Please use this identifier to cite or link to this item: http://hdl.handle.net/10397/75912
Title: An ecological study of the association between area-level green space and adult mortality in Hong Kong
Authors: Xu, LX
Ren, C
Yuan, C
Nichol, JE 
Goggins, WB
Keywords: Cardiovascular disease
Environmental epidemiology
Diabetes
Mortality
Urbanization
Green space
Issue Date: 2017
Publisher: Molecular Diversity Preservation International (MDPI)
Source: Climate, 2017, v. 5, no. 3, 55 How to cite?
Journal: Climate 
Abstract: There is evidence that access to green spaces have positive effects on health, possibly through beneficial effects on exercise, air quality, urban heat islands, and stress. Few previous studies have examined the associations between green space and mortality, and they have given inconsistent results. This ecological study relates green space to mortality in Hong Kong from 2006 to 2011. The Normalized Difference Vegetation Index (NDVI), a measure of green space coverage, was measured for 199 small geographic areas in Hong Kong. Negative Binomial Regression Models were fit for mortality outcomes with NDVI, age, gender, population density, and area-level socio-economic variables as predictors, with Generalized Estimating Equations used to control for within-cluster correlation. An interquartile range (0.44 units) higher NDVI was significantly associated with lower cardiovascular (relative risk (RR) = 0.88, 95% confidence interval (CI) = 0.80, 0.98) and diabetes (RR = 0.72, 95% CI = 0.60, 0.92) mortality, and non-significantly associated with lower chronic respiratory mortality (RR = 0.90, 95% CI = 0.79, 1.02). Associations were stronger for males and low-income area residents. Lung cancer mortality had no significant association with green space. Better provision of urban green space, particularly in low-income areas, appears to have potential to reduce mortality in densely-populated Asian cities.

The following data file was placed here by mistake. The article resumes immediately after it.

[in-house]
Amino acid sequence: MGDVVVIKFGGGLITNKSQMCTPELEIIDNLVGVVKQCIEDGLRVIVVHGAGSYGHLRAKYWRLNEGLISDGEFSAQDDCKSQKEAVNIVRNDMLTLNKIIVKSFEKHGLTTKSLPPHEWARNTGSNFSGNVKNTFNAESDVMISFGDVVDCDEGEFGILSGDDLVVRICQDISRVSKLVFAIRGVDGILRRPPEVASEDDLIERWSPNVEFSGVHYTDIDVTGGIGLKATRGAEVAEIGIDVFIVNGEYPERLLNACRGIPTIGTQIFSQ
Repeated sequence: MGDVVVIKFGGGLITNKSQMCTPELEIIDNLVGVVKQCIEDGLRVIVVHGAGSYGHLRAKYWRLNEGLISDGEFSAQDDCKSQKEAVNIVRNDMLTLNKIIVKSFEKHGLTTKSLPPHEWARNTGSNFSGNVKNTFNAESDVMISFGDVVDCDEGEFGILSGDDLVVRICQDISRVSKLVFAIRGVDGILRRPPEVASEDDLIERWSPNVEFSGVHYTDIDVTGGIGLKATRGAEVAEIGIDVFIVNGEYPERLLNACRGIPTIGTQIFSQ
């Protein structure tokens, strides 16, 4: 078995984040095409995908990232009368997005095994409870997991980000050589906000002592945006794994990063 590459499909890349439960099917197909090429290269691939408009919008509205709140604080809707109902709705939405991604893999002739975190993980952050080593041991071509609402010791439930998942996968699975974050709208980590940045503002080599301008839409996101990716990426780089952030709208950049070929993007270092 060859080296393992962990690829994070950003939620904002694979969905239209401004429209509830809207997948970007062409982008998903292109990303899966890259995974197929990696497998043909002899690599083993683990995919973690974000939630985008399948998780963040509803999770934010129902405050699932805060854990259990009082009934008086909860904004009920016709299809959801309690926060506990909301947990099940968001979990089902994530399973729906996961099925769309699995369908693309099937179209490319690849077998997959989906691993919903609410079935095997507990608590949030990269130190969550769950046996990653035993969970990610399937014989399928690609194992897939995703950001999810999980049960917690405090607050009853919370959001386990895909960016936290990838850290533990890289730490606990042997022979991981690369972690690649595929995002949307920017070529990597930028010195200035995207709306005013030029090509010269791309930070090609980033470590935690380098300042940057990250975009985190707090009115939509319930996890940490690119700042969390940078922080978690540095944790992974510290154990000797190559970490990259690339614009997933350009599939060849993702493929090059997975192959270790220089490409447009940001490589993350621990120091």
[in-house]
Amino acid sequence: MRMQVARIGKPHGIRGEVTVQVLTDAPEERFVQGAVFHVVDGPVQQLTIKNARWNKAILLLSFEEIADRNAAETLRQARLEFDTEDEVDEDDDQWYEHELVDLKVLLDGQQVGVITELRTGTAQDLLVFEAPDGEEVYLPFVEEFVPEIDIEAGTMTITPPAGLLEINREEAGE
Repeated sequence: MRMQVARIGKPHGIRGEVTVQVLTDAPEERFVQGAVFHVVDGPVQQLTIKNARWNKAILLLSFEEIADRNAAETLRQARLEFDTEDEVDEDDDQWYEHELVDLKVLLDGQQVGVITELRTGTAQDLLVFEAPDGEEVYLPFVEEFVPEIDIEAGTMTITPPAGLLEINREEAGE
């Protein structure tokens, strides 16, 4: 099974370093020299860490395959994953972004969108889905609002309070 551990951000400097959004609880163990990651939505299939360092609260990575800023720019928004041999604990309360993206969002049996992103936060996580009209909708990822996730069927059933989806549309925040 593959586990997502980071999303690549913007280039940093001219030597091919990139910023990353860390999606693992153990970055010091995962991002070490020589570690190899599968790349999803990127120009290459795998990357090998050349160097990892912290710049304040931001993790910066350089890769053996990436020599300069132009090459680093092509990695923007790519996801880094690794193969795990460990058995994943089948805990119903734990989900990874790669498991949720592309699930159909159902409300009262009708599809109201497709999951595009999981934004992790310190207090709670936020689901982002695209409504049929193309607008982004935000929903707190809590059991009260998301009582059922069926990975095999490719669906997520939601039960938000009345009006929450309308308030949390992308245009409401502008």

URI: http://hdl.handle.net/10397/75912
ISSN: 2225-1154
DOI: 10.3390/cli5030055
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